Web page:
It’s funny how often people make compromises they shouldn’t when buying a house – borrowing too much, not saving a down payment, etc. My house purchase was a huge mistake for a number of reasons, but today I want to focus on one specific reason, and how it’s affected my life since: compromising on location.
House Location & Transportation Costs
My house is not really close to anything; work, grocery store, gym, library, or anything fun (parks, hiking, etc) are all pretty far. Given my goals to drive less and bike more, my current location really is a bummer. The 14 mile one-way commute isn’t bad when compared to some others, but it’s really longer than I’m comfortable with, and I ignored that when buying my house.
I am now biking as much as possible, and I now have a fuel efficient car, but I continue to spend more money on burning gas than I’d like to, because of my location. A few years ago it was a lot worse. Here are some illustrative numbers:
- 4.5 years driving a vehicle that gets 20 MPG with an average of 190 miles per week (being generous), at $3/gallon: $6669 total or $1482/year on fuel.
- With my new car and habits, I drive a vehicle that gets 34 MPG with an average of 130 miles per week, at $3.5/gallon: $695/year on fuel.
That means my combined bad choices of vehicle & driving habits wasted at least $3541.50 over 4.5 years, and the choice of housing location wasted even more. Thankfully, as you can see, I’ve reduced my fuel consumption & cost by more than 50% (which is awesome!), but I can’t help imagining how it might look if I lived in town, a bike ride away from everything:
- 34 MPG with an average of 25 miles per week, at $3.5/gallon: $133/year on fuel.
Or if I was just a little bit more bad-ass, I could ditch the car completely, and save myself more than just the cost of fuel:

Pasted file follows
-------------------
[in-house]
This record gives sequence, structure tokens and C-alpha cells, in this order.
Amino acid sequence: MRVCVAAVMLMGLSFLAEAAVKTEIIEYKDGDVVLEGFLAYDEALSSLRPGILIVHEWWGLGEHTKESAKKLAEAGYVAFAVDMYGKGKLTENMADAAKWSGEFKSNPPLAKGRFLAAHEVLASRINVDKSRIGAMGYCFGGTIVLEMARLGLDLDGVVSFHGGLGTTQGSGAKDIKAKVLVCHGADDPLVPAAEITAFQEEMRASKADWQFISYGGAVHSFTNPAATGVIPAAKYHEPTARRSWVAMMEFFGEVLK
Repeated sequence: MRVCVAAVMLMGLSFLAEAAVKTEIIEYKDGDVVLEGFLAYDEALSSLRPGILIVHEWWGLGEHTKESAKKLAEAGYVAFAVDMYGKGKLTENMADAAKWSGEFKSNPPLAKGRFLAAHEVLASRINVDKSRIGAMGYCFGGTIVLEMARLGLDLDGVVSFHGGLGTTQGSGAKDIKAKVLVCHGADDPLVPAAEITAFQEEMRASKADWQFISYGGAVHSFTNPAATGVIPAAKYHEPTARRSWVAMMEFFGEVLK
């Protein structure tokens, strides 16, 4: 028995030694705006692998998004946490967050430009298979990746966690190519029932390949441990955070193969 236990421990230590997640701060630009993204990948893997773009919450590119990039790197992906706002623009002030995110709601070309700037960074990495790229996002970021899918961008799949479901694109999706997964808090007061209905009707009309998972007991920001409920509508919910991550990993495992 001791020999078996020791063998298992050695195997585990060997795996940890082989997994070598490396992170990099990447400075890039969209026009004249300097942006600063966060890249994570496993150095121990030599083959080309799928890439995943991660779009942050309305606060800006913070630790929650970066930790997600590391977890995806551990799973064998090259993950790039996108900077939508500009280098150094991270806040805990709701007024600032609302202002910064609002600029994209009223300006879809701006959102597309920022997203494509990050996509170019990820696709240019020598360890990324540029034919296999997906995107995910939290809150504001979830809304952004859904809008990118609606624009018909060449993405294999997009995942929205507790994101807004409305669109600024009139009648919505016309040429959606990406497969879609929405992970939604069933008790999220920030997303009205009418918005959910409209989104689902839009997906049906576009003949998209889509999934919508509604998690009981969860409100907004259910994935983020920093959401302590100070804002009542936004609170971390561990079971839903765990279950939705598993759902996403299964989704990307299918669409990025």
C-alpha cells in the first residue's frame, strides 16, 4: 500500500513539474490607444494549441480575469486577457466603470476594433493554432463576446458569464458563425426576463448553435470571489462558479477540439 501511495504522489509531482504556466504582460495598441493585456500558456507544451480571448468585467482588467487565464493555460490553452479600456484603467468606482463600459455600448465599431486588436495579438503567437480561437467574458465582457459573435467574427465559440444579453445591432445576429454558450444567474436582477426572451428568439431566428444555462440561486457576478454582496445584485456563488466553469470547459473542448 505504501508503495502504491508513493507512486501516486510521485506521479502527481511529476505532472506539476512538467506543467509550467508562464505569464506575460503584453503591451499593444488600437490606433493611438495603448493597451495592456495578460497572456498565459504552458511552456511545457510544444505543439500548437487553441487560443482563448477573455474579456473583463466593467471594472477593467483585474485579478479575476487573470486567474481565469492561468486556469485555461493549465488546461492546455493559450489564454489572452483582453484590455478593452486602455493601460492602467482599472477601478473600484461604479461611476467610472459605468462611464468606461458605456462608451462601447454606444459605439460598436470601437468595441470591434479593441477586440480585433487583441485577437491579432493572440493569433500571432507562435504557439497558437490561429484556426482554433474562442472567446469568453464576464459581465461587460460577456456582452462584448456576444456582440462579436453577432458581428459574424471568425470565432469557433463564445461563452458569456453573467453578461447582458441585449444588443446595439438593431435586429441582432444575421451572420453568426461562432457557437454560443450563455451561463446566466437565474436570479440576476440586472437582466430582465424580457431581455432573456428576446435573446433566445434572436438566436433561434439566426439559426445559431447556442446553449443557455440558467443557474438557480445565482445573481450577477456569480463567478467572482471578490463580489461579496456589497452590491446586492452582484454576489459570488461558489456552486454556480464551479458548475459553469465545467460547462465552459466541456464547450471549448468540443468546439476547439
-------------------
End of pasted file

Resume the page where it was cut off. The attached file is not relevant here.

- depreciation & sunk costs in owning a vehicle (loss of $1000/year instead of positive cash flow from gains)
- car insurance costs (cost of ~$900/year)
- car maintenance costs (cost of at least $300/year)
In total, by moving closer to town and ditching my car completely, I could save at least $2895/year in transportation costs. This money could then be used to offset the increased housing cost of living in town, as well as contribute to my savings & financial independence goals.
By investing the money gained by selling the car, as well as continuing to invest the additional yearly savings of $2895 at 6%, I could have $73,510.41 of extra money in 12 years.
By biking and walking everywhere, there would be added physical & mental health benefits I haven’t even explored, and I would love the reduction in my carbon footprint.
Fun & Social Life
Because it’s such a long haul for me to get into town, I find myself somewhat secluded. I think if I weren’t so far out, I would be involved in more social activities, and take part in more fun. It’s difficult to justify driving for 30 minutes and burning $5 worth of gas just to take the dog to the dog park, or to attend a summer evening concert. It seems ridiculous to drive myself 20 miles to go on a hike in the foothills. Everything starts to seem far away and not worth the cost when you’re aware of how much you’re driving and what it costs to make the trip.
Friends are further away, and the cost of having a social life is steeper. It’s harder to drop in to check on my dog if I’m 14 miles away at work. The point is, compromising on location to save money or to buy a larger house just doesn’t seem worth it.
Maybe in the future I can detail additional reasons why buying my house was a big mistake – until then, have you ever compromised on living location, and how did it affect you?